The Myth of the Magic Hashtag

When I’m consulting on a marketing campaign or program and Twitter is one of the channels we’re utilizing, inevitably there’s at least one person in the room who is very concerned about hashtags. What hashtags they should be using in general or what hashtag should be for a particular campaign or event.

Here’s how I break down the hashtag discussion to keep strategy conversations on track.It’s one of those social media artifacts that often gets way too much emphasis (like retweets) because it’s something that folks who don’t do this stuff every day can point to as a “best practice” or strategy. But the reality is that there is no hashtag you can use three times, click your heels, and land in that fertile country known as Brand Bliss. Hashtags are not magic and they will not make or break a campaign or overall program.

The hashtag as a topic indexing tool is useless

Not that I position that statement exactly like that to clients, but that’s the general message. This gets to the first question of “what hashtags should we be including in our everyday tweeting.” My answer to that is almost always zero.  If you’re just hashtagging topics like #mobile or #B2B or #London, the sheer volume of those topics obliterates any kind of context that hashtag would have.  Even if someone did have a saved search of “#mobile” in one of their Hootsuite streams, the likelihood of that person honing in on your tweet is severely diminished by the amount and speed of the new content rushing by.

If you’re concerned about search on Twitter, hashtags don’t matter much there either. A search for “#mobile” and “mobile” brings up the same results. #Endofconversation.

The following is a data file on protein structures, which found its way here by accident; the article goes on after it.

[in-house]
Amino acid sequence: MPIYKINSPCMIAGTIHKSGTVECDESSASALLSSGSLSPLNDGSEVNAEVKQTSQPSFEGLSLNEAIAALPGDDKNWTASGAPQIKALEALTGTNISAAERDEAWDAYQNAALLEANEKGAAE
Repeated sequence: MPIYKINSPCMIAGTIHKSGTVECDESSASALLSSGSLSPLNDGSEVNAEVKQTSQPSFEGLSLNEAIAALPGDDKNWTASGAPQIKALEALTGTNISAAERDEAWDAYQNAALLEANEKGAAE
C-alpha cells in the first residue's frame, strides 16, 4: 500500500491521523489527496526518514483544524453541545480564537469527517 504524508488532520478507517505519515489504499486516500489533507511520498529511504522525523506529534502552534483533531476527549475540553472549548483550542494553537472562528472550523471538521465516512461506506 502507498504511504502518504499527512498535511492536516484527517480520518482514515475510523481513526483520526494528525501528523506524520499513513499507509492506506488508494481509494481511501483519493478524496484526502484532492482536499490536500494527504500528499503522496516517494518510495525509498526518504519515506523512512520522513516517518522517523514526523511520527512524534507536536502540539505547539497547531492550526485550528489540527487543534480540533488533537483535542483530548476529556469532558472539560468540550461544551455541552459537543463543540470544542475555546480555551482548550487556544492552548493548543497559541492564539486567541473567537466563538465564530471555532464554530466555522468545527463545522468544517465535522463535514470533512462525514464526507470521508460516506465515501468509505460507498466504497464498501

Topic Filtering on LinkedIn and Google+

However, I do find topic hashtags much more useful on platforms like LinkedIn and Google+ . This may be a function of post volume (much less on those platforms). But I think it’s also a function that the context those platforms provide as well. With LinkedIn you can filter your results very granularly (look for a post about this soon) and Google+ offers the ability to filter by post type, contact type, or location.  This added context makes the information made available by topic indexing much more valuable.

Hashtags as a breadcrumb trail

Hashtagging may be a poor indexing strategy on Twitter, but it is an effective breadcrumb trail for conversations and events.  Why? It’s a real time filtering method for conversations about a specific topic at a specific time. These type of hashtags are kind of like tissues—-really useful for the time that you need them, but then you throw them away.  And what the hashtag is is less important than actually having one—-within reason.  A few quick tips for choosing an event or chat hashtag:

  1. The fewer characters the better
  2. Make it easy to remember (e.g., use your event’s initials)
  3. Make sure it doesn’t look weird (e.g. too many of the same letters in a row)

And you don’t need to “ask” anyone if it’s okay to use that hashtag. Make one up and do a search to see if anyone else is using it. If it’s not popular (say 25 tweets or less) and if it’s not an abbreviation of some weird thing kids are doing nowadays, go for it. Basta.

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